What will the next chapter of Chain Lightning hold?
November 19, 2015 by Preston Thompson in Profile with 6 comments
In 1982, Atlanta Chain Lightning finished seventh at their debut Club Nationals. Thirty-two years later, in 2014, Chain finished seventh at Club Nationals. But what happened over the course of those three plus decades is anything but a linear narrative. It is a story of ups and downs, successes and failures, and even a national championship.
While not at Nationals every year, Chain was there more often than not through the ’80s and ’90s, clearly establishing themselves as a mainstay on the club scene. They produced and were led by talented, charismatic leaders like Stu Downs and Fred Perivier. They became a key part in building and maintaining a thriving hotbed for the sport in Atlanta, supporting early high school programs like Paideia in downtown Atlanta, which to this day maintains a national presence (both the male [George Stubbs] and female [Leila Tunnell] 2011 Callahan winners were alumni).
Ultiworld’s own Kyle Weisbrod remembers the Chain Lightning days of old as a young Atlantan. “I saw them as pretty fun-loving, athletic, and goofy,” Weisbrod said. “They didn’t take things too seriously and were big practical jokers.” It seems that over the years not much has changed. Beyond the joking and the carefree attitude, Chain was also boasting a plethora of athletes. Rob Barrett ran track for University of Virginia, and later went on to play for the legendary DoG club. Robbie “River” Brooks was a defensive presence that would later help lead a talented Ring of Fire team.
Practical jokers and ridiculous athletes: a culture that goes back an entire generation.
We pick up the story with Jay Hammond, who joined the team in 1998, the season after many veterans left the team and started a multi-year rebuild. Over the first few years of his tenure, Chain would add other young players that would eventually become local legends: Josh Markette, Dylan Tunnell, Jason Simpson, Greg Swanson, AJ Tiarsmith, the list goes on. This collection of stalwart players would ultimately serve as the backbone of the Chain team that won the 2009 National title. But the buildup to that championship really does go that far back.
“I think 2000 was really the beginning of the youth movement for us, and that core stuck together through most of the 2000’s,” Hammond told Ultiworld earlier this fall. “Practice became a lot more about fundamentals and playing together as a team, because many of us were still pretty new to the game.”
As the seeds of this rebuilding process began to take hold, Chain earned a trip to Nationals in 2002, ending a drought that had begun in 1998, the longest drought since the team’s inception. That appearance started a Nationals-qualification streak that spanned every year since — until 2015.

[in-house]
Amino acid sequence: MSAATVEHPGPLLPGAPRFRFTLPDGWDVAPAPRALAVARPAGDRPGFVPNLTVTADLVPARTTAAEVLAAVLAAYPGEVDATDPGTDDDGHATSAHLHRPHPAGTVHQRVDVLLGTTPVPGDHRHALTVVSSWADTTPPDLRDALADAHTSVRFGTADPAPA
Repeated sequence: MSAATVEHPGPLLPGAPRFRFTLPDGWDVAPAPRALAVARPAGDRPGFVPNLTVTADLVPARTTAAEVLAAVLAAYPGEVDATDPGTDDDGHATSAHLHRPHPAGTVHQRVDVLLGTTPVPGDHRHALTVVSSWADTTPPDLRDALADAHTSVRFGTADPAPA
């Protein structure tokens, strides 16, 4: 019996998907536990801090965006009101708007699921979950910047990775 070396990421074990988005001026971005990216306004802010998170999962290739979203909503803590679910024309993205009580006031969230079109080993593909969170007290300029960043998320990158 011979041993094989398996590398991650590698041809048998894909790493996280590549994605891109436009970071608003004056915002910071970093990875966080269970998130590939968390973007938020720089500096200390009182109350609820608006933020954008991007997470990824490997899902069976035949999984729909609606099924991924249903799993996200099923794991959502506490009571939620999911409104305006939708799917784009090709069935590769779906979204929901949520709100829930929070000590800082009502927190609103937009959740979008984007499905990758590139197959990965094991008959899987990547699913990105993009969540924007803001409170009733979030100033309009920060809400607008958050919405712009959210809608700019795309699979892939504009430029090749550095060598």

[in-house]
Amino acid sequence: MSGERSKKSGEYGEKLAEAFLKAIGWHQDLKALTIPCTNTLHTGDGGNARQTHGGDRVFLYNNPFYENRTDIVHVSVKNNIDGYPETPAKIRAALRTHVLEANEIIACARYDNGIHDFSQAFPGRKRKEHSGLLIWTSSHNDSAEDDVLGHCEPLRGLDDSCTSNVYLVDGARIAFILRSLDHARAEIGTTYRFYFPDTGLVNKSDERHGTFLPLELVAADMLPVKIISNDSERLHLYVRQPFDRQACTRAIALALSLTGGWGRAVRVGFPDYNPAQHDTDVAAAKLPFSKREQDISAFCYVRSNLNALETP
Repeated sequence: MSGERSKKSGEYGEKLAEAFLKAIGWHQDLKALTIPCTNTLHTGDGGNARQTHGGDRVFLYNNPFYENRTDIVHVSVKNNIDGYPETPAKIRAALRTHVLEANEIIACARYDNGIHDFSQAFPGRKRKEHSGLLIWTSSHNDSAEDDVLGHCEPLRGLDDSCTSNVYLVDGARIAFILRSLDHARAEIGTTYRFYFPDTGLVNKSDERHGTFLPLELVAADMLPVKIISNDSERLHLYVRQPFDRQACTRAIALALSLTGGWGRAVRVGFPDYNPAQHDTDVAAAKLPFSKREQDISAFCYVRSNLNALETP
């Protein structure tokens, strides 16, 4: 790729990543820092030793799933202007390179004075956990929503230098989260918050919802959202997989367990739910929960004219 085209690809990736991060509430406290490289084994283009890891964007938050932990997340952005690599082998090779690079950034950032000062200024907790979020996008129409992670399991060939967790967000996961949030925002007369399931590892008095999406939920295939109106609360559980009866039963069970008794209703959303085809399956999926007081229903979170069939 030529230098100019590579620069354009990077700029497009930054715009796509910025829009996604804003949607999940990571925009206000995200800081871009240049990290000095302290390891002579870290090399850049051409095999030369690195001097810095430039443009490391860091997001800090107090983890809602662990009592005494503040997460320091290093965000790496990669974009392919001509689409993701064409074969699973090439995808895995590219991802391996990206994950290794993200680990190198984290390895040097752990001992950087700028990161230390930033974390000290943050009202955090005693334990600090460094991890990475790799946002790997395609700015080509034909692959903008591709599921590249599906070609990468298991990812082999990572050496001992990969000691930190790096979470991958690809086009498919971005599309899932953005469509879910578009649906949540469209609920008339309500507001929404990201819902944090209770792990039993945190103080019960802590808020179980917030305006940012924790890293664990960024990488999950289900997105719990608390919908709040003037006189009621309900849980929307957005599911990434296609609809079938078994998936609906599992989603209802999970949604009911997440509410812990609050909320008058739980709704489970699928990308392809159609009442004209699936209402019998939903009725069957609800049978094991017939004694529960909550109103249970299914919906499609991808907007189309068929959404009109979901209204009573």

“The expectations were certainly elevated,” Hammond said in reference to the impact that first Nationals appearance had on the core of Chain’s 21st century revival.
But in a way, they were almost lessened simultaneously. “These teams were a lot more laid back. At some point we got rid of warm-ups as a team,” Hammond said. “We spent a good amount of time away from the fields and I think our camaraderie was as strong as I can imagine any team being. Everyone enjoyed going to tournaments, partly because of ultimate and partly because it was a chance to hole up in a hotel for a weekend with buddies and watch football, drink, and other shenanigans.”
Consequently, the core group stayed together. They slowly chipped away at the barrier between them and truly elite status, but they weren’t done adding talent or progressing just yet.
“As a team, I think our confidence grew and we kind of expected to win Nationals before we hung up our cleats.”
A Championship Team
Mark Poole joined Chain in 2008, when the momentum was building towards something special. Growing up just outside of Atlanta, Poole was familiar with the program’s culture already. And very quickly, he was thrown into one of the best Chain Lightning teams ever.
Take the core of Dylan Tunnell and Josh Markette, add one of the fastest players in the game in Asa Wilson and the inexorable AJ Tiarsmith, and you have a very good team. Maybe even a contender. Throw in Josh Ziperstein — who only a few years earlier had won the Callahan and led his Brown team to a college title –and you have a championship level offense. But then there was the defense.
“The defense was made up of young, athletic players that were relentless,” said Poole of Chain in the late 2000s. “We had this Junkyard Dog mentality that said ‘We are gonna give you our best shot. It isn’t unique or complex; see if you can beat it.'”
That style had been bred over the course of nearly a decade and is still a signature element of Atlanta ultimate. The grind-it-out attitude even extended into practice, according to Poole.
“It was a gritty, hard-nose, man-to-man defense that relied on athleticism, footwork, and not caring who you were up against because you guarded the best players every weekend for six months,” he said.
By the 2009 season, Chain knew they had something special. Others recognized it as well.